Also, I must say I'm fairly disappointed in a good many of you, considering how I've only gotten mail from Dad, Mom, and Kathryn and Danielle Frogley. And David. Good man. The rest of you that are older than 7 should work harder. But don't actually worry about it. It's just a great feeling to get more mail than the other elders. And to be able to read all of that.

I guess I should mention that when I say "we" I usually mean my district, which consists of myself and the three other elders that will be going to Madagascar. There's Elders Hamm (my comp), Horne, and Evans. Elder Evans is our district leader. And all three of the other guys are from Utah. So I'm kind of the odd one. But Oregon is better.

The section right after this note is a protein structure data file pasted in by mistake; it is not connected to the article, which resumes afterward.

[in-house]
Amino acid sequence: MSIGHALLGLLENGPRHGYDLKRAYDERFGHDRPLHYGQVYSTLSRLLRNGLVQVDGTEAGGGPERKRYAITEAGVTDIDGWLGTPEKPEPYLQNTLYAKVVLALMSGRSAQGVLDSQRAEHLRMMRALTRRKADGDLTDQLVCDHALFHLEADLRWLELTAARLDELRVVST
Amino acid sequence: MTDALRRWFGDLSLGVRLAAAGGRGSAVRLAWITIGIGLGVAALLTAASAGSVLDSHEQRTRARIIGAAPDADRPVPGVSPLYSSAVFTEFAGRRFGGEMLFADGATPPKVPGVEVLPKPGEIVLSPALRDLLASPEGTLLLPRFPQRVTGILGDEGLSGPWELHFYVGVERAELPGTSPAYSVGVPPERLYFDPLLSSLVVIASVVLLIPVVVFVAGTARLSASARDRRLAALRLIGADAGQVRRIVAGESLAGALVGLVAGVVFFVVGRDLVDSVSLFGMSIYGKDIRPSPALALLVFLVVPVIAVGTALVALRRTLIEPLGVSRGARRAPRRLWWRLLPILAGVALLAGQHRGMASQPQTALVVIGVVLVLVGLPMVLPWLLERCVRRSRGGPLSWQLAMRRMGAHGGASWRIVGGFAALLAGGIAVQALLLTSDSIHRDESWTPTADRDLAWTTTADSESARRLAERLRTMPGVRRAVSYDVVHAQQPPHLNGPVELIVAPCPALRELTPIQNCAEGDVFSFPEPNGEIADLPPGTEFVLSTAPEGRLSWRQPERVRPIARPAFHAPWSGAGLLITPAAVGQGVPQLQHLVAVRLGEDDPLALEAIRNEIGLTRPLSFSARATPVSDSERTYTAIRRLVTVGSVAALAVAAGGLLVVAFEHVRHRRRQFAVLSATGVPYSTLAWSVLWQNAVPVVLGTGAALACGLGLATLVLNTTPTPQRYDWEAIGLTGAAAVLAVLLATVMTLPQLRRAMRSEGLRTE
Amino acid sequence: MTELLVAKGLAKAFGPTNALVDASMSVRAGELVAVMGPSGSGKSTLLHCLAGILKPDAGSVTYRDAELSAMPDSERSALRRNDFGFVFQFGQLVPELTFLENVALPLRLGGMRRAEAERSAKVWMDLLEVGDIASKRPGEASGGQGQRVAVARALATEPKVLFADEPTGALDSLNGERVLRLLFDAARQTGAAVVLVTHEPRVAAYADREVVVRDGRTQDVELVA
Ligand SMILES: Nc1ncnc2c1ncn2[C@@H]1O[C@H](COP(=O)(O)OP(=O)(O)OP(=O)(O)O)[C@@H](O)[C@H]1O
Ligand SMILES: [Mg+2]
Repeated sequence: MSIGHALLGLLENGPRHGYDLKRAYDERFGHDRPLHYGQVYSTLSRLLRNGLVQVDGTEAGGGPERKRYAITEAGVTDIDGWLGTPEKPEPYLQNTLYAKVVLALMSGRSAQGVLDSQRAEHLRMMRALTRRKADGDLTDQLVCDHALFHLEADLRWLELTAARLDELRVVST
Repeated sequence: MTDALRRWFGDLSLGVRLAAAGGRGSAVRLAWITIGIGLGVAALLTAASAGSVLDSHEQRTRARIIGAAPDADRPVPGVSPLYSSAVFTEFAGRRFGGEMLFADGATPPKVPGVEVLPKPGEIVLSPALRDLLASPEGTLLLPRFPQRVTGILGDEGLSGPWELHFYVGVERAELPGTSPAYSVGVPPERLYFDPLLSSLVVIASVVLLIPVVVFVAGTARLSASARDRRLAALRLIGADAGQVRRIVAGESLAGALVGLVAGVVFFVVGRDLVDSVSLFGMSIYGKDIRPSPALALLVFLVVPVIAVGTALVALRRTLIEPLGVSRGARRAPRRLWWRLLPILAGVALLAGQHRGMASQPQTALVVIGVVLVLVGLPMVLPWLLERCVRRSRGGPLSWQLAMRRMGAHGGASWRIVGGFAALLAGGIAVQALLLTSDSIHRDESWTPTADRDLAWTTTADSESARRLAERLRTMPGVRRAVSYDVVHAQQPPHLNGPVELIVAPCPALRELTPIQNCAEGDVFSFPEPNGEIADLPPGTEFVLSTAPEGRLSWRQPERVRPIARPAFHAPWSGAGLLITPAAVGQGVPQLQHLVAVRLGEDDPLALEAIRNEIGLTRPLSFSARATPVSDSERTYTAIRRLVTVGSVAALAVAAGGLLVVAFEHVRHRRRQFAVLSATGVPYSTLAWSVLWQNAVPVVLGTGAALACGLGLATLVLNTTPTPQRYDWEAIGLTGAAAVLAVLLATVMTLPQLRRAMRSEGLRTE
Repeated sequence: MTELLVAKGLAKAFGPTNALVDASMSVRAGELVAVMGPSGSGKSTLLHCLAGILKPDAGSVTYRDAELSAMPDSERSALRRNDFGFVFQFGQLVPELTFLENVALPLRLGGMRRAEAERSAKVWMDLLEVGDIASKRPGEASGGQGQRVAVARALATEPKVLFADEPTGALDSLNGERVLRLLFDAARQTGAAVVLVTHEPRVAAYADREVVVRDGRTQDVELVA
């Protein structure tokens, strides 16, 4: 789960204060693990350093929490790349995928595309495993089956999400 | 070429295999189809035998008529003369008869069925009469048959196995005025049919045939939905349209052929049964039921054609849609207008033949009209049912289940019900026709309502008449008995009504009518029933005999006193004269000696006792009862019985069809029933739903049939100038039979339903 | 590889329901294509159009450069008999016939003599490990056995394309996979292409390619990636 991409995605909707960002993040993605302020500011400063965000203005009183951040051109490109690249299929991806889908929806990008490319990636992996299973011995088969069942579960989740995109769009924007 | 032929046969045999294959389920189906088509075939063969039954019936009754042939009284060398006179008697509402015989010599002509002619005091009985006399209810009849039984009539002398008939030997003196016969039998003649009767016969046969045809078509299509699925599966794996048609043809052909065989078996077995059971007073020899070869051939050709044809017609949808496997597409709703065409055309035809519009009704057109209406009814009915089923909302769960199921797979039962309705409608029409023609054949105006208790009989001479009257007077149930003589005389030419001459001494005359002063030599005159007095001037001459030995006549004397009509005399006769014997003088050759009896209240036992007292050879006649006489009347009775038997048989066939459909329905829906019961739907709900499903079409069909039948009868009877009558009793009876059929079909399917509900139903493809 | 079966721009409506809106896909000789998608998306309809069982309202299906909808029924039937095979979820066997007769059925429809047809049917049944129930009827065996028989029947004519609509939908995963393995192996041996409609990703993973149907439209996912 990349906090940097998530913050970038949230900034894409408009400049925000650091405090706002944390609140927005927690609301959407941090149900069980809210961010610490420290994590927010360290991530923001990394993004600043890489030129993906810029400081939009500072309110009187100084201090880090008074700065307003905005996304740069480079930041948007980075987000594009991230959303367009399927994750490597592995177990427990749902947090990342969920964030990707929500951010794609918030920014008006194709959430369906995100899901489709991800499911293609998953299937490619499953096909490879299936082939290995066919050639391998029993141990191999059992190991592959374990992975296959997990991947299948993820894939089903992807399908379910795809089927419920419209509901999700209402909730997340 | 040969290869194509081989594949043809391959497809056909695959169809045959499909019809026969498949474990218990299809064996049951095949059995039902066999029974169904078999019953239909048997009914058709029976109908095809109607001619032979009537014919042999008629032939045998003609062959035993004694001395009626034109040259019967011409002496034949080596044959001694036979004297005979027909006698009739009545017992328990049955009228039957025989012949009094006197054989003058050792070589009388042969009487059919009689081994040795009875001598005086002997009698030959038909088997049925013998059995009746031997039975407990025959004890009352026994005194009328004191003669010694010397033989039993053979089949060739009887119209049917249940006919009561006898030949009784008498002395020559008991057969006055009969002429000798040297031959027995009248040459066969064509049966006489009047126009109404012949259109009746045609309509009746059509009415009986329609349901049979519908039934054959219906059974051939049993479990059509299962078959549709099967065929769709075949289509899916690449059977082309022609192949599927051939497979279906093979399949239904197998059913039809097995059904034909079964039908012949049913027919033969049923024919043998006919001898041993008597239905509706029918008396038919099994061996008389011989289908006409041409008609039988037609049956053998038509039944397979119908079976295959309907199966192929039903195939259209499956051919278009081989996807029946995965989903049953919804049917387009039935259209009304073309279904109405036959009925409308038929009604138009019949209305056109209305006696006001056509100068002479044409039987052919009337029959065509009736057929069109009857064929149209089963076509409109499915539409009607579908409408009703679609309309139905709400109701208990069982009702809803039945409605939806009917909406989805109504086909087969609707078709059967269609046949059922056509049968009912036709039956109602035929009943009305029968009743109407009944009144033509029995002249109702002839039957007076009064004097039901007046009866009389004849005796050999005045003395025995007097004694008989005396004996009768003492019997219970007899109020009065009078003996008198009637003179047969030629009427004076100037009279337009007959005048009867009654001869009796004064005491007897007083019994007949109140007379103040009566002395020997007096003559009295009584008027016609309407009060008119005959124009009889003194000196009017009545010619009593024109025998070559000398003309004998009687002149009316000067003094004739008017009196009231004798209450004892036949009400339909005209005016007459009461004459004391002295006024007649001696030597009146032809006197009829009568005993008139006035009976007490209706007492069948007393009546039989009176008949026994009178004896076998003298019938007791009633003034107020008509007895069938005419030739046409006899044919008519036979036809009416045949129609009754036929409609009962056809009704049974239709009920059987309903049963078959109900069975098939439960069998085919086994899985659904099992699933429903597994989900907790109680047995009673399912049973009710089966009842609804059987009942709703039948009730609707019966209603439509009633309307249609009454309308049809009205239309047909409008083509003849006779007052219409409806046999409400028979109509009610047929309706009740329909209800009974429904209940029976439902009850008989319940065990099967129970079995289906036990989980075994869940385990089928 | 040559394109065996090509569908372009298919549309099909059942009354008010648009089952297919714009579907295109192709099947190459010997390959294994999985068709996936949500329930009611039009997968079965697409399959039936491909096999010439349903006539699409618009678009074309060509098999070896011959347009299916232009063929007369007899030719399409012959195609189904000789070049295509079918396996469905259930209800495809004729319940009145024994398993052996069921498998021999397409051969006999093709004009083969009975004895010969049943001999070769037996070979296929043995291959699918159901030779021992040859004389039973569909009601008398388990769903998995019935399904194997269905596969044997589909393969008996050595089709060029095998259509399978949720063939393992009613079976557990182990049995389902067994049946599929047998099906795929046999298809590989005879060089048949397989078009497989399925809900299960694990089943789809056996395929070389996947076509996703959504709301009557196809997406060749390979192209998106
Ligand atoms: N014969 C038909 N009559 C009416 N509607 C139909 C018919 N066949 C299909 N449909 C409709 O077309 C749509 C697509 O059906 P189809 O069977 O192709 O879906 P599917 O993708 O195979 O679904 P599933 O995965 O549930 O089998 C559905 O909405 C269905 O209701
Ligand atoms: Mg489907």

I kind of need to be going now... but I just remembered a story. Elder Horne was giving a lesson to Miandry, and was trying to ask "what is faith". But he pronounced the word for faith wrong and it came out as "what is breast-feeding"? We all got a good chuckle over that.

Anyway, keep writing everyone, and remember that DearElder works better (Dad, yours have been coming through) since I can read them throughout the week and be able to spend more time responding than reading since I only get a half hour on the computer.
Mom, you also might like to know that my comp and I went to get some laundry soap, and he grabbed fabric softener instead, so now our clothes will be downy soft, but still smell like sweaty mission juice. Fun.

Finally, ta-ta for now, and I'll talk to you all next week!

    Elder Arrington